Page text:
Page:The Art of Bookbinding, Zaehnsdorf, 1890.djvu/33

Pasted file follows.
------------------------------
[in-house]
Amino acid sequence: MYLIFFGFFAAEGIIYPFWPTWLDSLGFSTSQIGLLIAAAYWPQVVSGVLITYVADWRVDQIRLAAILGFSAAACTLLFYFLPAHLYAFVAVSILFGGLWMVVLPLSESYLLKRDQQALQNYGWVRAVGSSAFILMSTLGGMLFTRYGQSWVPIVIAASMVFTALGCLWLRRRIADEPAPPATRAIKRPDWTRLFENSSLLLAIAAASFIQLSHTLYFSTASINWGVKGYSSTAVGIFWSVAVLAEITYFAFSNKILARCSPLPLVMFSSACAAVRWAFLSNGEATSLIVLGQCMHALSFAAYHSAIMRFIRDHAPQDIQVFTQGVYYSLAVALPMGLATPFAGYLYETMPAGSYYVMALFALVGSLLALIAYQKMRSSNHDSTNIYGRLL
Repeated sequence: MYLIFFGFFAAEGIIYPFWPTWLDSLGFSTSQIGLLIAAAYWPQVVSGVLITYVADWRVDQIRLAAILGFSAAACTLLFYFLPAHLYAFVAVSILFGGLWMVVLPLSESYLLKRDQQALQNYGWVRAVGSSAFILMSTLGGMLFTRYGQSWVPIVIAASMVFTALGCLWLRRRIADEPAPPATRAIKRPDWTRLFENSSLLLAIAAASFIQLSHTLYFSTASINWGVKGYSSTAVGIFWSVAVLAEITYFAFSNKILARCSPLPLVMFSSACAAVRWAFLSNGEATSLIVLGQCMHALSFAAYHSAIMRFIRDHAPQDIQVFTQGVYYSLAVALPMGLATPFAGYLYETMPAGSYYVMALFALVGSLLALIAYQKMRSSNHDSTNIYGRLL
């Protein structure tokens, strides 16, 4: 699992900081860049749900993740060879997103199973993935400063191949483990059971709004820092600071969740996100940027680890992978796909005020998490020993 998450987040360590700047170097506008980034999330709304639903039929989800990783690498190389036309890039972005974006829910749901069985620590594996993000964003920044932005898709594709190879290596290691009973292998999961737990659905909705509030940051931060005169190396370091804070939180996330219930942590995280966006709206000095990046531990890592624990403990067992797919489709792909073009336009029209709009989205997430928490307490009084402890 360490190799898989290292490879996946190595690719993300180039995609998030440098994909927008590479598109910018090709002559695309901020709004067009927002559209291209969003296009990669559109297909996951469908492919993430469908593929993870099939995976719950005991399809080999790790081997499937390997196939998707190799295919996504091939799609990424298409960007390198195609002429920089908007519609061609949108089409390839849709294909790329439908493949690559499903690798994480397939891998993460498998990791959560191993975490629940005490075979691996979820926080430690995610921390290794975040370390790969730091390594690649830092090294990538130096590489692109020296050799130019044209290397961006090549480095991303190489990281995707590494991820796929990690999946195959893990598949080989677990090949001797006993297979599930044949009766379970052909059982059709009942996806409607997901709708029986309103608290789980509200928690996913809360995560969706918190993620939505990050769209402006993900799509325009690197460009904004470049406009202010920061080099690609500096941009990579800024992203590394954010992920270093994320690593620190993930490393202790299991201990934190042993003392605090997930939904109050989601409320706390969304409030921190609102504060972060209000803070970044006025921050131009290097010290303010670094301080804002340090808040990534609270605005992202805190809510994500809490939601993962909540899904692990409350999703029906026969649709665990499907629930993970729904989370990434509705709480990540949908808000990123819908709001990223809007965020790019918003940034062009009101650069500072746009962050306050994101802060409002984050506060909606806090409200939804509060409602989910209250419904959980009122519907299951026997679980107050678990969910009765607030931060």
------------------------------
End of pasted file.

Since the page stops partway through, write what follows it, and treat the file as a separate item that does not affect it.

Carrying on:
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We commence with folding. It is generally the first thing the binder has to do with a book. The sheets are either supplied by the publisher or printer (mostly the printer); should the amateur wish to have his books in sheets, he may generally get them by asking his bookseller for them. It is necessary that they be carefully folded, for unless they are perfectly even, it is impossible that the margins (the blank space round the print) can be uniform when the book is cut. Where the margin is small, as in very small prayer books, a very great risk of cutting into the print is incurred; besides, it is rather annoying to see a book which has the folio or paging on one leaf nearly at the top, and on the next, the print touching the bottom; to remedy such an evil, the printer having done his duty by placing his margins quite true, it remains with the binder to perfect and bring the sheet into proper form by folding. The best bound book may be spoilt by having the sheets badly folded, and the binder is perfectly justified in rejecting any sheets that may be badly printed, that is, not in register.